The various process technology choices under investigation in the pre-engineering phase each have different capital and operational costs. In order to assess which of the choices is more financially attractive some form of financial analysis is required.

It is not practical or necessary to do a complete financial model of each technology. A simplified financial analysis is sufficient to enable a choice between two or more options.

The usual way to evaluate two or more project options is to calculate the Net Present Value (NPV) of the cash flows from the various project options, and then choose the project which returns the highest NPV provided that the NPV>0, projects with a negative NPV should be rejected.

NPV is calculated as follows (please note each equation is shown twice, firstly in graphical form and secondly in html)

NPV = ΣCF_{i} / (1 + r)^{i} i = 1..n

where

- NPV = Nett Present Value
- CF
_{i}= the cash flow in period i - r = the discount rate
- n = the number of periods

The discount rate used is the weighted average cost of capital.

It will be assumed that

- The capital spending all happens in the first year
- The project returns a positive cash flow in the second year
- The inflation rate is zero
- Product selling prices remain constant
- Exchange rates remain constant
- Tax can be ignored
- Terminal values are zero

In other words the project cash flows (year 2 to year n) remain constant.

These assumptions are justified in that fluctuations in any of these parameters will affect each option equally, and secondly the fluctuations in these parameters are random and essentially unknowable.

Let's call the first cash flow CF_{1} and

CF_{1} = -1 × A

The cash flow in year 2, CF_{2} can be set as

CF_{2} = x · A 0 < x < 1

Also

CF_{j} = CF_{2} = x · A j = 3..n

So the NPV calculation can be restated as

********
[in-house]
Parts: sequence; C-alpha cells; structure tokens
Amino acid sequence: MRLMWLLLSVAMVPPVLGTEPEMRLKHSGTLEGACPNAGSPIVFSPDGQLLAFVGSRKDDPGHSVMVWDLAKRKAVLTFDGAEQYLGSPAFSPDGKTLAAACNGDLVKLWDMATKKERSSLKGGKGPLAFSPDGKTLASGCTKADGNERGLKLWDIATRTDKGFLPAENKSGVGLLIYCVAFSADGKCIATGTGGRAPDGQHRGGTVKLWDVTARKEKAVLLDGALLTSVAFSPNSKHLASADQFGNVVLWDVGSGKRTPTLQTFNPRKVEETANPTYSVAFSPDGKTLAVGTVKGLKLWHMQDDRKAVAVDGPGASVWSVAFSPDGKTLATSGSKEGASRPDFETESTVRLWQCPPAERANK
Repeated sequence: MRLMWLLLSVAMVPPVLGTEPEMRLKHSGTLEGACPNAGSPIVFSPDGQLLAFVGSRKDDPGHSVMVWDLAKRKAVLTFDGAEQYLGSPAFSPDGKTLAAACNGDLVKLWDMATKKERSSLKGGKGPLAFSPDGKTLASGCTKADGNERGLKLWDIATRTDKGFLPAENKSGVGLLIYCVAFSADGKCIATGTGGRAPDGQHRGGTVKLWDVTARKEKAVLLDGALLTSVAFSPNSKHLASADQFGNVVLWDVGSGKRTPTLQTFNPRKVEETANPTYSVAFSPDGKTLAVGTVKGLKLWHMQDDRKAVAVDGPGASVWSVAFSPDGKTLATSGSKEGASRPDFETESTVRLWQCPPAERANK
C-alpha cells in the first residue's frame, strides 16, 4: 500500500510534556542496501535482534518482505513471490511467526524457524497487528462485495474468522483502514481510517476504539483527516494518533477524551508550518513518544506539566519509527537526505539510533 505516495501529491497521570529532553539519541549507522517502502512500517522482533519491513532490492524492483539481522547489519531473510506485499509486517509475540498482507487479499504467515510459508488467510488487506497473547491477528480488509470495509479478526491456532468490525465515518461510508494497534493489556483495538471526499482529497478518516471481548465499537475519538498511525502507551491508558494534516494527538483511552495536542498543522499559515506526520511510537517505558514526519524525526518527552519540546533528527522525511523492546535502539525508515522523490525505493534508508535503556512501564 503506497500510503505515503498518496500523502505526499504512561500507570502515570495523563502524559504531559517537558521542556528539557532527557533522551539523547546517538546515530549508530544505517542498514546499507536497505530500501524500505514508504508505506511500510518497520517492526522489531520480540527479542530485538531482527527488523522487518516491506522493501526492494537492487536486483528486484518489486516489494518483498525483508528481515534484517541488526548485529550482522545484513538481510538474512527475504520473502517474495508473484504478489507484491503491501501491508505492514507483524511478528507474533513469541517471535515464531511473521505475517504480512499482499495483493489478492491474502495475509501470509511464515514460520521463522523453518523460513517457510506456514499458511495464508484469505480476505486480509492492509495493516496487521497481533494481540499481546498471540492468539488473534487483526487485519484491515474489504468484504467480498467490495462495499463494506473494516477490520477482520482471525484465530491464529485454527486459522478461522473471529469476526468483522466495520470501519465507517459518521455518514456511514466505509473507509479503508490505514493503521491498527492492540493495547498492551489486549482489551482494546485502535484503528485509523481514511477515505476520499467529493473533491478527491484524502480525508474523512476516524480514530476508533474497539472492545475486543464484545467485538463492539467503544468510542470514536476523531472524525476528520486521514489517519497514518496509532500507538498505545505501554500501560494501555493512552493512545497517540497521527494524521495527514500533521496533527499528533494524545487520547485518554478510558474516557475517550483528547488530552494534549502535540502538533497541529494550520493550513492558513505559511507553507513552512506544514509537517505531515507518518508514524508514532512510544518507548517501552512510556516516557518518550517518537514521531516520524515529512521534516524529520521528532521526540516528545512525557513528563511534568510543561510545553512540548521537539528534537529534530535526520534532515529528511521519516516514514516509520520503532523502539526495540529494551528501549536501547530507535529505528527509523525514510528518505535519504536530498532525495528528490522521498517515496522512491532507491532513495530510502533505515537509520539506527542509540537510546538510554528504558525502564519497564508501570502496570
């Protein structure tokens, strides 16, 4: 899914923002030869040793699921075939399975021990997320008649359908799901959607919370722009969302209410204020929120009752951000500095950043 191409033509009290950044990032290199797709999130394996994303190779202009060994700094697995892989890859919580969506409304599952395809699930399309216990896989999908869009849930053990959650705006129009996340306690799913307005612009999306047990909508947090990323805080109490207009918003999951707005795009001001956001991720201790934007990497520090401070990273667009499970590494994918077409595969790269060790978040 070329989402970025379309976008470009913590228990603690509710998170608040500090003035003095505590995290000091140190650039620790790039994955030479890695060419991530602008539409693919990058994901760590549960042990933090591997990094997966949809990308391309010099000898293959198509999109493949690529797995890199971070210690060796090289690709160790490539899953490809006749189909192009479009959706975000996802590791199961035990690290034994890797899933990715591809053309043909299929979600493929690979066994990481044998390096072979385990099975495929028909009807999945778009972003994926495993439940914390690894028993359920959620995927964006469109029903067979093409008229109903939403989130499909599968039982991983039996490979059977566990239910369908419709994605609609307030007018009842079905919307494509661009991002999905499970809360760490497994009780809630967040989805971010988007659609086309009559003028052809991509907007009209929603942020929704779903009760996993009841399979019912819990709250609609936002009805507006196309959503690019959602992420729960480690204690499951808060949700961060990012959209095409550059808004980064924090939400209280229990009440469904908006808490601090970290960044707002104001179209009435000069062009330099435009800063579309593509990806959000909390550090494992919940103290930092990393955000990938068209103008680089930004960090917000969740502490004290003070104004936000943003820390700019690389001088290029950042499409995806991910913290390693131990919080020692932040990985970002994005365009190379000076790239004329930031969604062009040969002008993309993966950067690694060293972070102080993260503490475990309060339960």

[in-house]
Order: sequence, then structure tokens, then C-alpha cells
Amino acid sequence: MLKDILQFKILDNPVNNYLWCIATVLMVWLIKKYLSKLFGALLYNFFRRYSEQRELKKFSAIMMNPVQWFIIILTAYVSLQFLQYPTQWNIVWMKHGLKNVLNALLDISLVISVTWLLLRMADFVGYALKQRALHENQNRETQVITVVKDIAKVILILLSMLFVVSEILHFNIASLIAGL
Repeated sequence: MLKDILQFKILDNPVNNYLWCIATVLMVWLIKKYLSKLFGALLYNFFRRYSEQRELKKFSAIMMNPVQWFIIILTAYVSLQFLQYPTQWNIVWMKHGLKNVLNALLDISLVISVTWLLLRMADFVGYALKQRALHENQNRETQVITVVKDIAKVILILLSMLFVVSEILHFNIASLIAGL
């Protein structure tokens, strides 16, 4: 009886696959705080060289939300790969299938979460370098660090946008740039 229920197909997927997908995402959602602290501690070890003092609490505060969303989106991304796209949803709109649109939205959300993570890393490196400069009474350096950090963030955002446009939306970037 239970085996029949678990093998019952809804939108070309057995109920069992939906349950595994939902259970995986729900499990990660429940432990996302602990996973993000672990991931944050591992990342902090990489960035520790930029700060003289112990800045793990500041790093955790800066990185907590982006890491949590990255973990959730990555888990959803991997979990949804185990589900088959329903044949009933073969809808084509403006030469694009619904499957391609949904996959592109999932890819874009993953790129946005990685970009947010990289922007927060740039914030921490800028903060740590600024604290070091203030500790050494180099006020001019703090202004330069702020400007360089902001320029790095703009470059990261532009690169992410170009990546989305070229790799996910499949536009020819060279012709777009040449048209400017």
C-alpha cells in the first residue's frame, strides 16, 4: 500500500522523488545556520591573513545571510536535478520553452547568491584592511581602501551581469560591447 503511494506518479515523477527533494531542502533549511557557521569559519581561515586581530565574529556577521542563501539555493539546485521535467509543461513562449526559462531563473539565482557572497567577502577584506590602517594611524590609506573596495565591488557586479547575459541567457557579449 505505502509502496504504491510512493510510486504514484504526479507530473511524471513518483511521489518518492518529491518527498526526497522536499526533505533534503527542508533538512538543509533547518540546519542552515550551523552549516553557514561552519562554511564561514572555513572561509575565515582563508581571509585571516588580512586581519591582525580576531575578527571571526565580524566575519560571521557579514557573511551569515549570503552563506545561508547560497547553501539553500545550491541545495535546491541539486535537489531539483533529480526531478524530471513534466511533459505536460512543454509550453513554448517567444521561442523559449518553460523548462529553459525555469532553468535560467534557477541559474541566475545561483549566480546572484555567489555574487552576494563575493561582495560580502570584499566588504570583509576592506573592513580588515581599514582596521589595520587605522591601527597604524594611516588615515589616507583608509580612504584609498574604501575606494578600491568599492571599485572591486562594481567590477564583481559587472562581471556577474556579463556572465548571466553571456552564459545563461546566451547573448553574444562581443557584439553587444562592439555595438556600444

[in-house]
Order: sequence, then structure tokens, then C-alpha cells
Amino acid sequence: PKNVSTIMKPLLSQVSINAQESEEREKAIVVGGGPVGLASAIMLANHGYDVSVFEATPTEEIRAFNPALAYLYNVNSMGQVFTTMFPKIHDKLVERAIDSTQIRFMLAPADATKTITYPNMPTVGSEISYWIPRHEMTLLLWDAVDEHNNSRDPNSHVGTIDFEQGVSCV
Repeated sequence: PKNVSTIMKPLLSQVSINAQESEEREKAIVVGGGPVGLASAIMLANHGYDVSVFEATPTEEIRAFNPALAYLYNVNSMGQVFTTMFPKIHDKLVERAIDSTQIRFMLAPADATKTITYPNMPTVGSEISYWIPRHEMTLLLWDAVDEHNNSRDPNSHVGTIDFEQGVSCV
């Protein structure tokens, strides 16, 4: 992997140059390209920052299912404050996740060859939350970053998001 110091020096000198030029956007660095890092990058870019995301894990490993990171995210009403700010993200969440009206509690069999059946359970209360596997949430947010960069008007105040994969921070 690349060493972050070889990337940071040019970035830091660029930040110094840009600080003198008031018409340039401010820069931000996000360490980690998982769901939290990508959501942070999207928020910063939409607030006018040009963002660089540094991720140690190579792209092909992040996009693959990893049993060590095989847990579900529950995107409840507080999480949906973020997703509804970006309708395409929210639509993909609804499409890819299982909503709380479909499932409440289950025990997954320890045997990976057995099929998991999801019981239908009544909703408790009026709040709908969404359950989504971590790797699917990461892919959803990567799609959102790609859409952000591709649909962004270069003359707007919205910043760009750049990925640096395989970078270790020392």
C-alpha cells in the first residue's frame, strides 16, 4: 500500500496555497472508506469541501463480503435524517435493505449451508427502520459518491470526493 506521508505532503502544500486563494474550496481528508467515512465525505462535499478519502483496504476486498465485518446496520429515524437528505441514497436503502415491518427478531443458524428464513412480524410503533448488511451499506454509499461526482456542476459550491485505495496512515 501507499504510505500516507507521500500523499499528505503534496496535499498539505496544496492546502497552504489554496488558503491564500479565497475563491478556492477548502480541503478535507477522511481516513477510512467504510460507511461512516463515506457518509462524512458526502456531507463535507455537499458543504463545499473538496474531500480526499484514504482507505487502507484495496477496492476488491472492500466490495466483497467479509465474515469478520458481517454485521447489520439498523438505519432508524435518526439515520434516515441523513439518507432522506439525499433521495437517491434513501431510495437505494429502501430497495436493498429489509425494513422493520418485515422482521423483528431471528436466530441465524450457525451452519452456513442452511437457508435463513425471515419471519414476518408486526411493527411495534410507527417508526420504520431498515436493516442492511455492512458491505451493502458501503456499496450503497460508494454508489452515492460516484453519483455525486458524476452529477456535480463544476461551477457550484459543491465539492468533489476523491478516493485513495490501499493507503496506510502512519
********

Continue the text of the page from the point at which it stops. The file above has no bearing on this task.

NPV = -A/(1+r) + Σ x·A/(1+r)^{i} i = 2..n

or

NPV = -A/(1+r) + x·A Σ 1/(1+r)^{i} i = 2..n

Now if we set NPV = 0 then

A/(1+r) = x·A Σ 1/(1+r)^{i} i = 2..n

or

1/x = (1+r) Σ 1/(1+r)^{i} i = 2..n

or

1/x = Σ 1/(1+r)^{i} i = 1..n-1

Now 1/x is the payback period of the investment. The calculation of this payback is easily done in a spreadsheet. If, for example, your investment criterion is that a project must return a positive NPV calculated over 10 years at a 14% discount rate, when the above formula is applied with r=14% and n=10 then 1/x is 4.946 years

i | (1+r)^{-i} |
---|---|

1 | 0.877 |

2 | 0.769 |

3 | 0.675 |

4 | 0.592 |

5 | 0.519 |

6 | 0.456 |

7 | 0.400 |

8 | 0.351 |

9 | 0.308 |

sum | 4.946 |

In this example, if a project option has a payback of less than 5 years it is a viable project.

One of the options must be chosen as the base case (usually the current process configuration). The difference in costs (both capital and operational) between the base case (on the one hand) and the other choices (on the other) can be calculated

If the ratio of extra capital spent to extra income earned is less than 1/x the project option is viable and the project option which has the lowest payback time is the best option.